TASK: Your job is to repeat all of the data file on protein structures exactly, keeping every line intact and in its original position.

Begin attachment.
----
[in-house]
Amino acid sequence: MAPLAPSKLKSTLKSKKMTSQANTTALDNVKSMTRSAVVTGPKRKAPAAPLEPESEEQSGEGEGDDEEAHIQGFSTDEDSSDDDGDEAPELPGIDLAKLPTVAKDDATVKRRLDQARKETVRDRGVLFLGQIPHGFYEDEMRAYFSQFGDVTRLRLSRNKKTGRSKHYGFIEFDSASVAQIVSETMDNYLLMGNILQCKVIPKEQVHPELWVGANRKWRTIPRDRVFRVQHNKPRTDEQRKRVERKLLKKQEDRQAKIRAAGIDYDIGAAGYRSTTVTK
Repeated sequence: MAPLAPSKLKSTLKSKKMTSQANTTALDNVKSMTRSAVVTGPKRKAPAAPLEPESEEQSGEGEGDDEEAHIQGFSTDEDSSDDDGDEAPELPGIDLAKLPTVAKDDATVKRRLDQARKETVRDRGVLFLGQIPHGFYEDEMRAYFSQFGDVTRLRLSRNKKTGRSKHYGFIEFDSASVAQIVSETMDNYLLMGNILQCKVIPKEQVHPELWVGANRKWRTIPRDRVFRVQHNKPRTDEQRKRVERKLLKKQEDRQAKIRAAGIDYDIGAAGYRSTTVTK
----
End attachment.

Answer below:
[in-house]
Amino acid sequence: MAPLAPSKLKSTLKSKKMTSQANTTALDNVKSMTRSAVVTGPKRKAPAAPLEPESEEQSGEGEGDDEEAHIQGFSTDEDSSDDDGDEAPELPGIDLAKLPTVAKDDATVKRRLDQARKETVRDRGVLFLGQIPHGFYEDEMRAYFSQFGDVTRLRLSRNKKTGRSKHYGFIEFDSASVAQIVSETMDNYLLMGNILQCKVIPKEQVHPELWVGANRKWRTIPRDRVFRVQHNKPRTDEQRKRVERKLLKKQEDRQAKIRAAGIDYDIGAAGYRSTTVTK
Repeated sequence: MAPLAPSKLKSTLKSKKMTSQANTTALDNVKSMTRSAVVTGPKRKAPAAPLEPESEEQSGEGEGDDEEAHIQGFSTDEDSSDDDGDEAPELPGIDLAKLPTVAKDDATVKRRLDQARKETVRDRGVLFLGQIPHGFYEDEMRAYFSQFGDVTRLRLSRNKKTGRSKHYGFIEFDSASVAQIVSETMDNYLLMGNILQCKVIPKEQVHPELWVGANRKWRTIPRDRVFRVQHNKPRTDEQRKRVERKLLKKQEDRQAKIRAAGIDYDIGAAGYRSTTVTK